Sometimes a short conversation during a plane ride provides insights into cultures and geography, and dispels myths like the one that says elephants roam wild in the major cities in Africa.
Annette Charlie Eko Ngakam recalled that conversation earlier this summer with her seatmate who asked about her accent and where she was from, sharing that she grew up in Cameroon. When he asked if she saw animals such as lions or elephants walking around the area, she laughed.
“I told him, honestly, the first time I saw an elephant was in the circus. That was the closest I’ve ever been to one,” she says, adding that this close-up look took place while she was living in Buffalo before coming to RIT.
Originally from Bamenda, Cameroon, on the west coast of Africa, Eko has been able to share a bit about her country both in and out of the classroom.
“People don’t really know that there are so many countries in Africa,” Eko explains. “They view Africa as just one country. But, Cameroon is just a country on the continent of Africa. Cameroon has a lot of traditions, languages and tribes. You can tell someone’s tribe from the clothing and accent, just like you can tell I am not from the United States,” she laughs.
Eko came to the United States six years ago and lived for several years in Buffalo, attending Erie Community College, where she received an associate’s degree in telecommunications technology. She heard about RIT through school counselors.
“It was kind of scary to move to a new city where I didn’t know anyone,” says the third-year telecommunications engineering technology student in the College of Applied Science and Technology, “but I had to make that decision if I wanted to continue my education and do exactly what I liked to do. I said to myself, ‘If I can make it in Buffalo, then I can make it everywhere in the USA.’”
At RIT, she is an active member of the Women in Technology organization and a member of the RIT chapter of the Society of Women Engineers.
“The first time I met her she was very quiet, almost shy,” says Elaine Lewis, program coordinator for Women in Technology. “But after the first meeting and being introduced to the others, she never hesitated to get involved. She has put so much into the program and has gotten so much out of it.”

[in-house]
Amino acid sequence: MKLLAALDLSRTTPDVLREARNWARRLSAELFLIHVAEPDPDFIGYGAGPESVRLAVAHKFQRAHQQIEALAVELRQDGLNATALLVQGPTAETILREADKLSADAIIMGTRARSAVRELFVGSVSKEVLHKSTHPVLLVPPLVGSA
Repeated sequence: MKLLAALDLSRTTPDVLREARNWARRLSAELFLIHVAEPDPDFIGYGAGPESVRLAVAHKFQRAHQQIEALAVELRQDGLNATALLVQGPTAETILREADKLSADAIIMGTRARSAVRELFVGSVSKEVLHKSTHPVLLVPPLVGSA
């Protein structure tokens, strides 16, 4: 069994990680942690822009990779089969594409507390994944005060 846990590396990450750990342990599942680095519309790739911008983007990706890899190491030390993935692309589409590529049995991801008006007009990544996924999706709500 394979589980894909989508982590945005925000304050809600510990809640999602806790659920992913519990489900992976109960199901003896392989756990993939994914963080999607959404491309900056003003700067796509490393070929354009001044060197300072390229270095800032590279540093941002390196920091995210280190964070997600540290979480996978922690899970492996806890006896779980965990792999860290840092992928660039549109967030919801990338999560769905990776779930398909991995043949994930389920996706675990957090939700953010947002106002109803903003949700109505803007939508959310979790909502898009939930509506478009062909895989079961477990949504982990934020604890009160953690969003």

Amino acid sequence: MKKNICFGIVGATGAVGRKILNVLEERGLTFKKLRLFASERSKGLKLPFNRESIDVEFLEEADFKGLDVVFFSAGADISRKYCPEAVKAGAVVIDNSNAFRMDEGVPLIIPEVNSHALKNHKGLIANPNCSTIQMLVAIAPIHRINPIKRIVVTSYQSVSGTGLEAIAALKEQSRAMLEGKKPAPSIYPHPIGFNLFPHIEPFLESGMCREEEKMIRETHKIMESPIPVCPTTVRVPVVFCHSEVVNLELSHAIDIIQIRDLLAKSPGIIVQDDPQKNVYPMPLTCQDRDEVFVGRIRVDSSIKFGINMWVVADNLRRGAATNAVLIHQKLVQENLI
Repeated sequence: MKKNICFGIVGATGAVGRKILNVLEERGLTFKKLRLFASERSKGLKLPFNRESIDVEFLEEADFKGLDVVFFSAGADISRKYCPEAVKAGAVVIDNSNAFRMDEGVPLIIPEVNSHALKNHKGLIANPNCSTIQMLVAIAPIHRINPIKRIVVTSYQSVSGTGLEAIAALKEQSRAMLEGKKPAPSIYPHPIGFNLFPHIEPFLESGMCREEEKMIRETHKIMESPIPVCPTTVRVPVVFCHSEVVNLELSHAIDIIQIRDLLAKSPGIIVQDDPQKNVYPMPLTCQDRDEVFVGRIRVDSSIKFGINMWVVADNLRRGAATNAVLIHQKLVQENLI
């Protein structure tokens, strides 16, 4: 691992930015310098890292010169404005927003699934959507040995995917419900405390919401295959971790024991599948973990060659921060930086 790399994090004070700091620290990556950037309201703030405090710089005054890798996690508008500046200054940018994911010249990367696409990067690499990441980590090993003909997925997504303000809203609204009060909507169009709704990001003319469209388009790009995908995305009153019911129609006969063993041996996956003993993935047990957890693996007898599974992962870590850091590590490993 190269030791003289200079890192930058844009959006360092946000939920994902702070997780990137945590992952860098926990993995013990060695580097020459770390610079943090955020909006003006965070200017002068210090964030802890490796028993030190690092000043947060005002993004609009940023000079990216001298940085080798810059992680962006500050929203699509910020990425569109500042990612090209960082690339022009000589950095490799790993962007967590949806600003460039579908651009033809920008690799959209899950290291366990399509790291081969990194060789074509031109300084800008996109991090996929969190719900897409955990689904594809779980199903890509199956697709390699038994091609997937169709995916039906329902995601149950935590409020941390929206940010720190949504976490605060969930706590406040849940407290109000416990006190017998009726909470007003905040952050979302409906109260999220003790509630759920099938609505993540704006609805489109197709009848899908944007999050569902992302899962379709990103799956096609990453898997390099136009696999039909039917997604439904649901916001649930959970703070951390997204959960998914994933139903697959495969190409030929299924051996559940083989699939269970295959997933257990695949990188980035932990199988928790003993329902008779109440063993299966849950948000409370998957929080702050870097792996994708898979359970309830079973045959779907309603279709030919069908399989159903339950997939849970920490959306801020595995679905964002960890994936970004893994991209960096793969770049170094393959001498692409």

Eko has taken advantage of the networking and professional development programs WIT offers, Lewis adds. She participates in the program’s outreach activities, hosting high school students for overnight programs sponsored by the Society for Women Engineers and volunteers as a tour guide and science workshop leader on a regular basis for WIT’s Girl Scout Saturday Camp program.
She represented RIT and the program at the American Association of University Women National Conference for College Women Leaders held in June at the University of Maryland, College Park. She was on a panel of young women who discussed increasing and retaining the number of women in STEM programs through training and mentoring. “I was very proud to go and represent RIT,” Eko says.
Joining WIT was a way to network with other young women pursuing degrees, and eventual careers, in science and technology fields. It also was a way to connect with others at a time when she had several painful losses in her family. The passing of one of her brothers, her father and grandmother, all within a span of a few years was difficult she says. But, the loss of her mother two weeks into the 2009 academic year was even harder to come to terms with, especially being so far away from her home. She and her mother were very close, talking every day, laughing together and encouraging each other, Eko says.
Unable to get travel papers in time for the funeral arrangements, Eko leaned on the RIT family she had made to help console her. Through her connections within the telecommunications technology department, the Women in Technology program and other RIT friends, she has found some peace.
“Every family would love to see one of their children succeeding in America, so my family opted to make that sacrifice to send me to a better school, a better education, so maybe I would have a better life and help them in return,” she says.
Her older sister encouraged her to come to America and provided funds for travel and tuition. While Cameroon boasts moderate prosperity, it is still a country developing a broader, municipal infrastructure. It will rely on its young people, like Eko, to help maintain traditions while influencing its growth.
“I’d very much like to return to Cameroon after graduation because my country needs people to build up the country,” she says. “Maybe it was my technical spirit that made me so tough to come to this big city. That made me bold enough.”